I am a novice sailor (at best) and natively German-speaking, so the question might contain incorrect use of sailing terms and further misconceptions - thanks for any pointers in comments.

In high wind it's clear: You lean out over the side of the boat to help keep it upright. In lower wind, there seems to be two counteracting effects regarding speed:

  1. More heel (not/less leaning out): Second hull has no/less water contact -> less friction.
  2. Less heel (more leaning out): More effective sail area towards the wind (better angle).

Are these statements even correct? And if they are, which is more important? And/Or are there other (more important) effects I didn't think of?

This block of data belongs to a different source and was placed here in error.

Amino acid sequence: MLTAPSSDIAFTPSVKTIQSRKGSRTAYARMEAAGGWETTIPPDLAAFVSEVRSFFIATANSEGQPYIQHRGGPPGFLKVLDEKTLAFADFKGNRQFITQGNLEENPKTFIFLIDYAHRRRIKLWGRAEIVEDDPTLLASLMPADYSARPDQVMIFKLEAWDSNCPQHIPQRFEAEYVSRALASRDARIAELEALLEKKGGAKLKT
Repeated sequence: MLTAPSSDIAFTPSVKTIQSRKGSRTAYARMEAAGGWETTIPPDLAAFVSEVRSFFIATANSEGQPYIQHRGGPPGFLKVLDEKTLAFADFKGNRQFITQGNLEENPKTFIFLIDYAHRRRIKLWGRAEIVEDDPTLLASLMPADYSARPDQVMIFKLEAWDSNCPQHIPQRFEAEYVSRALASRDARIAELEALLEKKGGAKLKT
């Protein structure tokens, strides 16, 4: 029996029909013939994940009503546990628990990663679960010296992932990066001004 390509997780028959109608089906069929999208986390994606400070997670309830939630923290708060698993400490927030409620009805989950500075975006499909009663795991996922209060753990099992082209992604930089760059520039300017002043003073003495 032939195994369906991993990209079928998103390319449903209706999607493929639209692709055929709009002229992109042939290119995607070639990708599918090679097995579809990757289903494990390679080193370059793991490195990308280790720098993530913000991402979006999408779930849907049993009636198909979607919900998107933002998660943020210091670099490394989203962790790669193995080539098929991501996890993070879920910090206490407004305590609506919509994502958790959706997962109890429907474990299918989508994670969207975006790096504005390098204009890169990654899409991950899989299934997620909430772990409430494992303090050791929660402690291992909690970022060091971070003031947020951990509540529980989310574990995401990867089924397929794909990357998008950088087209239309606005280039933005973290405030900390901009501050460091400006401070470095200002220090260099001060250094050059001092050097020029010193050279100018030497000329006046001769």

1 Answer 1


As you mentioned, a vertical sail gives you more power, so where possible that should be your goal, but the drag caused when heeling is enough that for most catamarans you want to minimise it as much as possible.

So aim to keep the windward hull just out of the water in calm seas, and a little higher in rough seas, in order to avoid a rough ride.

If the wind is very light, and by this I'm thinking 2-3 knots, you may want both hulls in the water, just to get a vertical sail and maximise effective sail area, or possibly even a slight heel to windward, which can feel odd, but avoids some of the lift losses from air spilling over the top of the sail.

I had a look across various boats to see if there was a consistent recommended heel angle... And there isn't. The 30 or so I looked at range from 8 degrees to 33!

  • 1
    Your last line is the key, ideal heel is class dependent. You need to look up what it is for the class you're using.
    – Separatrix
    Commented Jan 15, 2019 at 15:17

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